New Study Shows Youth Who Experience Homelessness Less Likely to Attend College
Chapin Hall research highlights intersection between youth homelessness and educational outcomes
Chicago, IL – November 4, 2019 – Chapin Hall at the University of Chicago today released a new report highlighting the intersection between youth homelessness and educational outcomes. The report, Missed Opportunities: Education Among Youth Experiencing Homelessness in America, reveals that the 4.2 million young people who experience homelessness each year are less likely to enroll in college, and youth who left school before high school graduation were considerably more likely to experience homelessness.
Adolescence and young adulthood represent critical developmental windows, and Chapin Hall’s research shows that every day that young people experience the stress of housing and educational instability represents a missed opportunity to support healthy development and promote successful transitions to adulthood. Key findings include:
- Youth who do not have a high school diploma or a GED face a greater risk of experiencing homelessness;
- Young people who experience homelessness are less likely to attend a four-year college, and even when they do, many still struggle with homelessness;
- Opportunities for young people to advance their education and economic standing may depend on local community resources; and,
- Young people need more information about educational resources from homelessness services providers.
“Too often, homelessness prevents young people from realizing their full potential in their education and careers,” said Bryan Samuels, executive director of Chapin Hall at the University of Chicago. “In order to more effectively prevent and eventually end youth homelessness, we must ensure that homelessness and education systems are working together to improve outcomes for young people.”
The report provides recommendations for preventing youth homelessness and promoting educational attainment including: helping schools to identify youth experiencing homelessness earlier, before they reach a crisis; building partnerships across schools and service sectors so that students encounter minimal disruption to their education when they change school districts; and, collecting information on housing situations of college applicants and those admitted so that institutions can make resources available to students with housing challenges.
This report is the ninth in a series of research briefs on youth experiencing homelessness in America. The previous briefs covered other critical findings from the Voices of Youth national study:
- A paper published in the Journal of Adolescent Health was the basis for the first brief, which identified high levels of youth homelessness nationwide. The first Voices brief on National Estimates found that one in 10 young adults, and one in 30 teens ages 13-17, experienced homelessness over the course of a year.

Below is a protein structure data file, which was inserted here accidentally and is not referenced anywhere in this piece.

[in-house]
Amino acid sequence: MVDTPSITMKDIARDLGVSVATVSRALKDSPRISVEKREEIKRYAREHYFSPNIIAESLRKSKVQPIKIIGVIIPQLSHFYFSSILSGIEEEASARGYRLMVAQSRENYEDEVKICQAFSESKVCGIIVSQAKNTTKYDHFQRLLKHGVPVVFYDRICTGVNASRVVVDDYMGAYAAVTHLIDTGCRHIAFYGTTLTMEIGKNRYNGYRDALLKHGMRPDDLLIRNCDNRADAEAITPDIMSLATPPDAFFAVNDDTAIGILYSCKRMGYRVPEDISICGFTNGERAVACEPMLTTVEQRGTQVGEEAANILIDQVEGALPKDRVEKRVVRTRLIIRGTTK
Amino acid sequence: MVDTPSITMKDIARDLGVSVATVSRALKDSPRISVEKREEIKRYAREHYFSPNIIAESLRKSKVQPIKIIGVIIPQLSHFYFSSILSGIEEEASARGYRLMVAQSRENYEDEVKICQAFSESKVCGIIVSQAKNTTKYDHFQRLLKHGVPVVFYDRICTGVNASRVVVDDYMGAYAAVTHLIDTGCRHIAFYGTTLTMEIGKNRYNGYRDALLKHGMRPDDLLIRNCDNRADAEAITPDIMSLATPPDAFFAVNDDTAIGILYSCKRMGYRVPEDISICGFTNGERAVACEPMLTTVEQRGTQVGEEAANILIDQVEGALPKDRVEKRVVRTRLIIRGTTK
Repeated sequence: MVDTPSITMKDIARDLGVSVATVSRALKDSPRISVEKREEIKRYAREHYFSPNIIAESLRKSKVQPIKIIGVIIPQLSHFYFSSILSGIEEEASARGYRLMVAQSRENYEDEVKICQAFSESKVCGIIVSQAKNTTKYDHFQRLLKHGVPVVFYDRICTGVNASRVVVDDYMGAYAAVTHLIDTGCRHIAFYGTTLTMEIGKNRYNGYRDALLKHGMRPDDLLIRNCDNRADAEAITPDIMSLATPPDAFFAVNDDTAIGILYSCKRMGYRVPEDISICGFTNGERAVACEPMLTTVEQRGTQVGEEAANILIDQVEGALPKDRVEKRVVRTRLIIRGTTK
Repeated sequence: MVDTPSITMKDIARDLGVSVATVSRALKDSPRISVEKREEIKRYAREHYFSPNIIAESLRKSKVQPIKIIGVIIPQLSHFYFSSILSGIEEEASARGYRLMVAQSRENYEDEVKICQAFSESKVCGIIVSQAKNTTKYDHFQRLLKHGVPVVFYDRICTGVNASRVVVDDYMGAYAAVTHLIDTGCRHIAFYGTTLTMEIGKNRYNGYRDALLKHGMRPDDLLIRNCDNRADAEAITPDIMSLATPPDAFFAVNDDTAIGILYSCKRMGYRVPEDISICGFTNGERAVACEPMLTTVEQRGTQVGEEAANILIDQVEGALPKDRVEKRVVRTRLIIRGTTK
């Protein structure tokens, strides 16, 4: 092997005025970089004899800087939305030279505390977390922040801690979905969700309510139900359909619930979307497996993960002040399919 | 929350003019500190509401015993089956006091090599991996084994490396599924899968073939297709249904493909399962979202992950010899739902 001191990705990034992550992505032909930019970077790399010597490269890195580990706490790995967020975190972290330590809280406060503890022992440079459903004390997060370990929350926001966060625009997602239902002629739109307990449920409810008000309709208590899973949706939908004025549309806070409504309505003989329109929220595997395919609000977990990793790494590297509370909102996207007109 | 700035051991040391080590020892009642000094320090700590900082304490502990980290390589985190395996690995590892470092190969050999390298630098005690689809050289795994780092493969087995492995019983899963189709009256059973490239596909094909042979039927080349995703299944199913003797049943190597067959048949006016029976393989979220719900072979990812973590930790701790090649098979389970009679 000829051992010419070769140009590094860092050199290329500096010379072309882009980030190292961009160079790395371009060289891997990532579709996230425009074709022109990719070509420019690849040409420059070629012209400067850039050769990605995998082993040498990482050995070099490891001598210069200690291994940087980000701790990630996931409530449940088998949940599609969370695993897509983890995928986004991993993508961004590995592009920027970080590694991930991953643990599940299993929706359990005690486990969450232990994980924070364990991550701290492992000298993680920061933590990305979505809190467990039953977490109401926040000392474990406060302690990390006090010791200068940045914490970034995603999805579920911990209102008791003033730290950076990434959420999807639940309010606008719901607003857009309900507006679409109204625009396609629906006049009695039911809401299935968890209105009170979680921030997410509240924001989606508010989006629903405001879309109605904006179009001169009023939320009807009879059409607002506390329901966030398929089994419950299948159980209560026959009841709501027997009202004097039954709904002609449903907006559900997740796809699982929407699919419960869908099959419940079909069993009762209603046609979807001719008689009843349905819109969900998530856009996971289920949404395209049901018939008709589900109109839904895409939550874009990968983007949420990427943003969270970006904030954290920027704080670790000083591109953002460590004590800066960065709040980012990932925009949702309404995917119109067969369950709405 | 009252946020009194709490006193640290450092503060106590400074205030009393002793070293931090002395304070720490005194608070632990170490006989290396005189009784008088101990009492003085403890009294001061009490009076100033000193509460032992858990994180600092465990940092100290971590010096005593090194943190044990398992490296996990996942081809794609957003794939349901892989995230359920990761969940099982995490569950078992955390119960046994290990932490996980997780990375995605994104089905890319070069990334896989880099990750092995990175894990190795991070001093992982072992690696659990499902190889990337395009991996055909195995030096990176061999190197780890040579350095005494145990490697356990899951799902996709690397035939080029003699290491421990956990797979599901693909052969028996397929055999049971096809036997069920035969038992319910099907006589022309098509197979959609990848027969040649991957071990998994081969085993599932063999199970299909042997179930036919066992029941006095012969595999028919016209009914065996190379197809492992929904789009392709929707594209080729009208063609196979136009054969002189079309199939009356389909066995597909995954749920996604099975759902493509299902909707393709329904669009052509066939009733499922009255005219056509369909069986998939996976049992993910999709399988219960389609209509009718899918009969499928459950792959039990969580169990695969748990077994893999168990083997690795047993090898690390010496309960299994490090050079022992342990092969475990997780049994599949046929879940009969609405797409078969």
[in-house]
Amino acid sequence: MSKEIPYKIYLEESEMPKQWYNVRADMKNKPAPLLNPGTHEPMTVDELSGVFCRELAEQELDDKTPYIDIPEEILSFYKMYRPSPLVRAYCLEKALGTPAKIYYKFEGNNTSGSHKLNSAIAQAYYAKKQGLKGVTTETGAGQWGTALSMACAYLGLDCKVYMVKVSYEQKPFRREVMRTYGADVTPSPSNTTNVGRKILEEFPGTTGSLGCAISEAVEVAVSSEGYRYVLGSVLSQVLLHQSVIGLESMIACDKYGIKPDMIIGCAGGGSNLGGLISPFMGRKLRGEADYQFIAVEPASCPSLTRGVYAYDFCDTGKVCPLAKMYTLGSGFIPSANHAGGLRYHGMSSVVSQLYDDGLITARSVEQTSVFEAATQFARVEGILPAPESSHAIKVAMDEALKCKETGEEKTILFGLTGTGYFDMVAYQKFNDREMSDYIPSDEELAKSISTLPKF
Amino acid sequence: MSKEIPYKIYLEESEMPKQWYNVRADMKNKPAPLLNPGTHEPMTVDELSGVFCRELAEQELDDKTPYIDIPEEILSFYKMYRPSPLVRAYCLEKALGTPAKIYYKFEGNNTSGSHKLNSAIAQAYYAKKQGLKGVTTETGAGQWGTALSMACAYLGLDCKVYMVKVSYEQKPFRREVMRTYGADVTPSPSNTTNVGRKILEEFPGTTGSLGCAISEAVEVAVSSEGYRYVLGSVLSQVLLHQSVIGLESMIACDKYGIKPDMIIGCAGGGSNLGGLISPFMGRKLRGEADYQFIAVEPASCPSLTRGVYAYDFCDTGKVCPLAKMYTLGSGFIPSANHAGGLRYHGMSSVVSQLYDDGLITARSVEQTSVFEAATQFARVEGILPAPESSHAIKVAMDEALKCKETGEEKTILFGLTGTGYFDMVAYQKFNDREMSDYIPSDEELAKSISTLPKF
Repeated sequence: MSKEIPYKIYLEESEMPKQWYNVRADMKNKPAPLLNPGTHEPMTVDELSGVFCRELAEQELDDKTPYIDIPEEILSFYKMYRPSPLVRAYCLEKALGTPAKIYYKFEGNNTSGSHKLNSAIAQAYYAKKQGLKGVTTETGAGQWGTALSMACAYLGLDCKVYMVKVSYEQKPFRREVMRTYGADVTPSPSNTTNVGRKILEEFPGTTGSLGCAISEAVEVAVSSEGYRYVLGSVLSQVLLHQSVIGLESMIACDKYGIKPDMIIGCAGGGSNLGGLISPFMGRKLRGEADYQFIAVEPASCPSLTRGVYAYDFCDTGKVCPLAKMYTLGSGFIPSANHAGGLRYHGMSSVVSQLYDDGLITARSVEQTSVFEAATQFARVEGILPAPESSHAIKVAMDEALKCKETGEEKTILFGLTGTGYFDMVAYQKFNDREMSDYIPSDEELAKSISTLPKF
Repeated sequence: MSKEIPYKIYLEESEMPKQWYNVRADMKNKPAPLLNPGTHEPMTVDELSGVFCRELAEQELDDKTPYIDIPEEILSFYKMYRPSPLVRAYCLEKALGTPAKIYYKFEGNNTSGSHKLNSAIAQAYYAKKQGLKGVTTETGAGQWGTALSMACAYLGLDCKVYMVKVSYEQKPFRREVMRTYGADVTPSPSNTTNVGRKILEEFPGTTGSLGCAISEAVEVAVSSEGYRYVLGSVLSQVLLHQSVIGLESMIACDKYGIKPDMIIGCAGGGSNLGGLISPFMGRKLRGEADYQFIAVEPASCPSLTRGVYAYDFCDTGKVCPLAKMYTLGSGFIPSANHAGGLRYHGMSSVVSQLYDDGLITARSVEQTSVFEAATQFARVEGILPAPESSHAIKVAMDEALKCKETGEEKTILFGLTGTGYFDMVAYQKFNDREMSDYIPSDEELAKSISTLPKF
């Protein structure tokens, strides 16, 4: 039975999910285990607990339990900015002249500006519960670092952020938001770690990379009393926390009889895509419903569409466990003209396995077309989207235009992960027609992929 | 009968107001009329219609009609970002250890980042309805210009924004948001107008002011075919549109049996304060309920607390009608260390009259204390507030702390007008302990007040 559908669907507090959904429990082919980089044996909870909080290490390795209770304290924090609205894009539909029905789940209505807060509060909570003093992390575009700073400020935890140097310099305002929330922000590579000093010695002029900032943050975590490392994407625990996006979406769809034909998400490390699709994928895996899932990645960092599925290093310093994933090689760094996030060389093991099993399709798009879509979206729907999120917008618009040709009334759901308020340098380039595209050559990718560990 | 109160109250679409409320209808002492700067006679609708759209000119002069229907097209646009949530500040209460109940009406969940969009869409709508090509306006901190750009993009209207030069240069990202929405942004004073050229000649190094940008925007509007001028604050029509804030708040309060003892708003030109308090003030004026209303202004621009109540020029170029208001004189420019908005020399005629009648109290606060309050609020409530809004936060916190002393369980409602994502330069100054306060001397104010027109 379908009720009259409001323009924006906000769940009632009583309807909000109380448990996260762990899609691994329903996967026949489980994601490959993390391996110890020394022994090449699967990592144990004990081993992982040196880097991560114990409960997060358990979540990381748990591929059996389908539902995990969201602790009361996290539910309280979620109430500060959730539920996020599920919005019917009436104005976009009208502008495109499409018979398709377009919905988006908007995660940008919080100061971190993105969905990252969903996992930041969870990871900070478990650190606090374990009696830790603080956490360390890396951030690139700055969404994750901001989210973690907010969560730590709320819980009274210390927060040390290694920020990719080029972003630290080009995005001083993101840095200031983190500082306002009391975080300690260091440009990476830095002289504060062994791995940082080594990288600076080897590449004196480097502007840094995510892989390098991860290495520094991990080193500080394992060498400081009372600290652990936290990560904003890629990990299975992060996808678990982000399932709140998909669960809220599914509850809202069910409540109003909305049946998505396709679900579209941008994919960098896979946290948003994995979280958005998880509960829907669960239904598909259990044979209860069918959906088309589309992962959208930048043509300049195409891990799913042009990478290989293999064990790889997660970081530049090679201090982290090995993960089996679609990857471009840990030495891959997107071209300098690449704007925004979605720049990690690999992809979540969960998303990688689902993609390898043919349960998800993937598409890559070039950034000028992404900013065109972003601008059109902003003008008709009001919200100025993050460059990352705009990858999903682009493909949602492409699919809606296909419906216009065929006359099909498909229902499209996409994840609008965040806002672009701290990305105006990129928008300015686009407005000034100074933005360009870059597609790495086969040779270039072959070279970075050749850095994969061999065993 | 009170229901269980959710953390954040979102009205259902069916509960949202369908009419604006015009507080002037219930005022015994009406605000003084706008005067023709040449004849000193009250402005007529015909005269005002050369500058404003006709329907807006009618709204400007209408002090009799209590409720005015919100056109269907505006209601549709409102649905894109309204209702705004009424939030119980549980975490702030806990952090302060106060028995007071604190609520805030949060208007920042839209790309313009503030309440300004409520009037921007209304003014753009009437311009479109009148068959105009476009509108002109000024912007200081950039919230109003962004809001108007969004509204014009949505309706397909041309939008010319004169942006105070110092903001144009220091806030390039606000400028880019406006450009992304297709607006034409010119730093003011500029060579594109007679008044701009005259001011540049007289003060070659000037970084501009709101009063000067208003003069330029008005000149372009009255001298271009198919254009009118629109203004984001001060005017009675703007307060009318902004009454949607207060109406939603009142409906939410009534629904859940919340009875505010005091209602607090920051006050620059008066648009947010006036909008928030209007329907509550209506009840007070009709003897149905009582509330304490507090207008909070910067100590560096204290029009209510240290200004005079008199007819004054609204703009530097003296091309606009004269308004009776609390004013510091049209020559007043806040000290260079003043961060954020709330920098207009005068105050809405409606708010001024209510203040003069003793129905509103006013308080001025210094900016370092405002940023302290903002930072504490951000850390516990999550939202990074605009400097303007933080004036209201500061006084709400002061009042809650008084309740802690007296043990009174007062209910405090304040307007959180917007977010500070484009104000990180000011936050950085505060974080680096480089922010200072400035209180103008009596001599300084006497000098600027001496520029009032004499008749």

- The second brief found LGBTQ youth are more than twice as likely to experience homelessness as their peers, and are more likely to suffer adversities before and during homelessness.
- The third brief found pregnant and parenting teens frequently experience homelessness and as many as 1.1 million children have a young parent who has experienced homelessness during the past year.
- The fourth brief summarizes key lessons learned from conducting point-in-time counts of youth experiencing homelessness in 22 diverse counties across the United States.
- The fifth brief showed rural youth experience homelessness at similar rates to urban youth.
- The sixth brief revealed the diverse causes and conditions of housing instability.
- The seventh brief explored the unique experiences who experience homelessness after spending time in foster care.
- The eighth brief provides a summary of evidence on the effectiveness of interventions for youth experiencing homelessness.
To view the full report, click here.
# # #
Background information about Voices of Youth Count
Voices of Youth Count is made possible through a grant from U.S. Department of Housing and Urban Development (Office of Policy Development and Research) and support from other funders including Chapin Hall, Arcus Foundation, Ballmer Group Philanthropy, Bill & Melinda Gates Foundation, Campion Foundation, Casey Family Programs, Dr. Inger Davis, Elton John AIDS Foundation, Liberty Mutual, Melville Charitable Trust, and Raikes Foundation. Chapin Hall is solely responsible for the accuracy of the statements and interpretations in Voices of Youth Count publications. Such statements and interpretations do not necessarily reflect the views of the government or any of Chapin Hall’s other partners.
Background information about Chapin Hall
Chapin Hall is an independent policy research center at the University of Chicago focused on providing public and private decision-makers with rigorous research and achievable solutions to support them in improving the lives of children, families and communities. Chapin Hall partners with policymakers, practitioners, and philanthropists at the forefront of research and policy development by applying a unique blend of scientific research, real-world experience, and policy expertise to create solutions for improving the lives of children, youth, and families.
# # #